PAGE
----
Tracking the Material Efficiently

How a track drive system can provide several benefits to a tube fabrication process.

Fabricators all over the world build parts in lots of all sizes.  Ranging from quantity of one to pick a number, most process demand a precision feed system.  However, when it comes to feeding a straight tube length into a machine, a quality part is always expected to emerge on the far side of any process. This is true even if you are prototyping a small quantity of parts.

Consistency is the name of the game.  And this holds true for cutting tubing, bending tubing, or even laser cutting.

 Historically cut to length machines have made use of various devices used to advance the tube into the cutting zone.  For example, powered roll drives, hitch feed type devices, and feed mechanisms that push on the end of a tube are all on the market today.  All these devices have their pros and cons.  Nevertheless, a track drive system, under certain conditions, has its advantages as well.

A track drive system most often makes use of 2 timing belts; see Figure 1.  The timing belts are forced towards one another.  When a tube is placed between the belts, the tube is held firmly between the belts under a compressive load.  Driving one or more of the pulleys will cause the belts to pull/push the tube in a linear fashion.  Typical drive systems can include a servo or stepper type motor.

Figure 1 above shows a CAD model of a track drive system making use of (2) timing belts.  When forced together, the two timing belts make for a good means to transfer a tube linearly.

A few advantages of this approach pop right out.  First, as the tube diameter changes, the belts can compensate for this.  This means that going from an Ø1/4” tube to an Ø1/2” tube involves no tooling changes.  This is not the case with a roll drive or a hitch feed device when it comes to feeding the part.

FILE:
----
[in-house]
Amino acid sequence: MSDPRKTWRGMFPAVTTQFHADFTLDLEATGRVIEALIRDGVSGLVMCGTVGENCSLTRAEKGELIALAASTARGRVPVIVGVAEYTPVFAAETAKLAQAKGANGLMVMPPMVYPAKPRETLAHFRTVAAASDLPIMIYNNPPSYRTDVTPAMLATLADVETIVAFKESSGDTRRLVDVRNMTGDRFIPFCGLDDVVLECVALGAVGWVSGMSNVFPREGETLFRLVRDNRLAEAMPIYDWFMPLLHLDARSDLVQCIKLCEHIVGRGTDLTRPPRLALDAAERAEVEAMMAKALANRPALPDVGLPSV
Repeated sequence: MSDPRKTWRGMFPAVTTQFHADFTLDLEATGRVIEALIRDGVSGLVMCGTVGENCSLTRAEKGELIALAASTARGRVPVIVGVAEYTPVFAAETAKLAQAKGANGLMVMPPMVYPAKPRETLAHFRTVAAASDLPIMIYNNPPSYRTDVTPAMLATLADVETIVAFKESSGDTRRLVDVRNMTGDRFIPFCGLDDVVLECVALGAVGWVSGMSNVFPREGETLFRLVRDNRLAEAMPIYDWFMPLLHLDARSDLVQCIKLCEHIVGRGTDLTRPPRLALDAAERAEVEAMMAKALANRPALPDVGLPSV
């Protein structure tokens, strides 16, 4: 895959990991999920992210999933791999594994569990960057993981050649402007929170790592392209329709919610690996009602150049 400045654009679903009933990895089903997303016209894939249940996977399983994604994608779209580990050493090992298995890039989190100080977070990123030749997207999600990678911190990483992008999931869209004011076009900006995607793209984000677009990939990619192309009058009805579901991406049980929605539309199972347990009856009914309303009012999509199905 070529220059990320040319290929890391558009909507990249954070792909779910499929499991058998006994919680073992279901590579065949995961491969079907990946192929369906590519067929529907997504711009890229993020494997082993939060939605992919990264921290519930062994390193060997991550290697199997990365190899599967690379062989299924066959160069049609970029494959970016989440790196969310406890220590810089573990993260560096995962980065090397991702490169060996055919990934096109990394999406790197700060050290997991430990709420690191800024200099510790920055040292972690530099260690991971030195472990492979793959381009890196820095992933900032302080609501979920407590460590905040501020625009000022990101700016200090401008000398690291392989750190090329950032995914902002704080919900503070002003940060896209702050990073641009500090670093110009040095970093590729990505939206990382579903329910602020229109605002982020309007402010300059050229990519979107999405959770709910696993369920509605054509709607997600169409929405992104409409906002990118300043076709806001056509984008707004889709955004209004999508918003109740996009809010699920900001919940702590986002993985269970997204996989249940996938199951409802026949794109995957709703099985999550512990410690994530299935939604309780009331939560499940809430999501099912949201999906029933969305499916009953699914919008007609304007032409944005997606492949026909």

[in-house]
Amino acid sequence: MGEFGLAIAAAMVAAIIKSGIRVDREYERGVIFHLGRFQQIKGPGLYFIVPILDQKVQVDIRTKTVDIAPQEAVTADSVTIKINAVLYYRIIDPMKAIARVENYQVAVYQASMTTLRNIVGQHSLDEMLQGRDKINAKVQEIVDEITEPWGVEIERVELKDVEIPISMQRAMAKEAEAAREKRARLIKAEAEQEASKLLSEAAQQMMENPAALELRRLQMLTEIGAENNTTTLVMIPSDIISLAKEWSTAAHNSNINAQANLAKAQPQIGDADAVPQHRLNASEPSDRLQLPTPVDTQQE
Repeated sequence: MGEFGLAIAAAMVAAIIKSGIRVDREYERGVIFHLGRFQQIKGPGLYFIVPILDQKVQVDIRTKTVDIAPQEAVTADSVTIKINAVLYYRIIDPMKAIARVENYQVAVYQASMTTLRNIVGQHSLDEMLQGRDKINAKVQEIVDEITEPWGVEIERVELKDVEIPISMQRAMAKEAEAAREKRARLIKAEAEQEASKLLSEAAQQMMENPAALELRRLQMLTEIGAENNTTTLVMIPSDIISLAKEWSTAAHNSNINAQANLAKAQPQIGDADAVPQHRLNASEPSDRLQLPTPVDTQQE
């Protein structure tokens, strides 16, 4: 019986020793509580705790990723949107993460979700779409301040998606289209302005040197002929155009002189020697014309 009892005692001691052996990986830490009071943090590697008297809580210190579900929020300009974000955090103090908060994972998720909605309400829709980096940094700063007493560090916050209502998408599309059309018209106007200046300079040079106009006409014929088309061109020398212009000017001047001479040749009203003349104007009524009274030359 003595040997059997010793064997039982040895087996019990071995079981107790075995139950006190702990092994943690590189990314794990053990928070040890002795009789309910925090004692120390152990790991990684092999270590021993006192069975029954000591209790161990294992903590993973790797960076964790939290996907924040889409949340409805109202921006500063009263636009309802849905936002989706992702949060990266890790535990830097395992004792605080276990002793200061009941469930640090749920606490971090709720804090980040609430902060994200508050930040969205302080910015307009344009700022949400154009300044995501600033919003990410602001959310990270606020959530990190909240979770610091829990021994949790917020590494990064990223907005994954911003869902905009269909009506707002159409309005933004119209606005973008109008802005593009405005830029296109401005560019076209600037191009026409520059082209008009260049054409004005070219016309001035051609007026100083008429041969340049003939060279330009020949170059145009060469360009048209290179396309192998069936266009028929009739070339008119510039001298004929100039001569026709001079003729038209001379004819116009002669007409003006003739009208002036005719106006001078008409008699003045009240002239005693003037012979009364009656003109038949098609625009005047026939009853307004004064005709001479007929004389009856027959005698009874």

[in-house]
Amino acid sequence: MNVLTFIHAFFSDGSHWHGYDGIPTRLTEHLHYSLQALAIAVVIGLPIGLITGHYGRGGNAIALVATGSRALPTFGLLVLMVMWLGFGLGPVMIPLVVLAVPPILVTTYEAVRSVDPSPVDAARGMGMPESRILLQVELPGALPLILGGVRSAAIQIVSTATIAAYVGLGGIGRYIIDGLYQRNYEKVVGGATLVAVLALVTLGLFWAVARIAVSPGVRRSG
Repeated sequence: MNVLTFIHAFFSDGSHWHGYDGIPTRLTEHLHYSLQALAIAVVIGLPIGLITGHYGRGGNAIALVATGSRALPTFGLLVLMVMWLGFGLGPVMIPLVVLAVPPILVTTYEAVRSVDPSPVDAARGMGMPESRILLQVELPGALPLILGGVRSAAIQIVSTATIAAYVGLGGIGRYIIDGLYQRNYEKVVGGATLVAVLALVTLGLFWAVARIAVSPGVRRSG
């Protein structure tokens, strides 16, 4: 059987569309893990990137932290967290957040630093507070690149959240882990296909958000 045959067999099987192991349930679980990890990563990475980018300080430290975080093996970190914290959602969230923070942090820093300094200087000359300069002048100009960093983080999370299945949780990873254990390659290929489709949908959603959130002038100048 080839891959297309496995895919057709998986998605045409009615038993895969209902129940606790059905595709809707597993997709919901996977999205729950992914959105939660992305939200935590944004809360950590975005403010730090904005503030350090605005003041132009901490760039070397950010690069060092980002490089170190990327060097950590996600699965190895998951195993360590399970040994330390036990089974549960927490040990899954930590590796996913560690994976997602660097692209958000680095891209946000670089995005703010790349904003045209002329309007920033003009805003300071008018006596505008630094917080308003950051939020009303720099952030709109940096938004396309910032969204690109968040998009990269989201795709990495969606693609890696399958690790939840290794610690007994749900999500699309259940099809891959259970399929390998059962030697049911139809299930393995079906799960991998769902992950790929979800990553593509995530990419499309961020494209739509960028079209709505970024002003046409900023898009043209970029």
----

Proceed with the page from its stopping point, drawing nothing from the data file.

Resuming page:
Depending on the control system used, the roll drive approach may vary the linear displacement of a round tube depending on how the tube fits in the grooves of the roll dies.  If the tube diameter is a little undersize, the linear displacement of a round tube may be less than expected.  This is not the case with a track drive system.  Advancing the track drive with a tube firmly gripped between the belts produces a 1:1 displacement.  This is required when a fast trapezoidal servo move is needed.

From Figure 2 below a servo system is used to advance an Ø1/8” copper tube into a precision saw operation.  The track drive is most efficient moving the tube thru the process.  A dead-man switch, located to the left of the track drive, determines when the system is low on material.

Figure 2 above shows a track drive system used to advance a small diameter copper tube in a sawing operation.

Within reason, a track drive system can transport tubes as small as Ø1/32”.  On the high side you are limited by the selection of timing belts available.   Some of the applications employing this type of drive system involves cut to length lines (saw cut, abrasive cut, chip-less cut, etc.), automatic tube bending machines, and certain equipment making use of lasers and laser marking devices.  In general, any tube fabrication application may be able to make use of this feeding approach.


About the Author

George Winton, P.E. designs and builds CNC tube fabrication equipment for Winton Machine in Suwanee, GA. He can be reached at gwinton@wintonmachine.com or 888.321.1499

About the Machines We Build 

All of our semi-rigid coax and tube fabrication machines at Winton are designed, manufactured, and tested in-house.  We have a large line of standard products as well as the ability to engineer the best solution for our customer’s needs.  Our experienced sales staff makes sure that our customers can justify their capital equipment investment by offering a solution that is exactly what they need in order to manufacture their parts.  Please contact us today to discuss your project.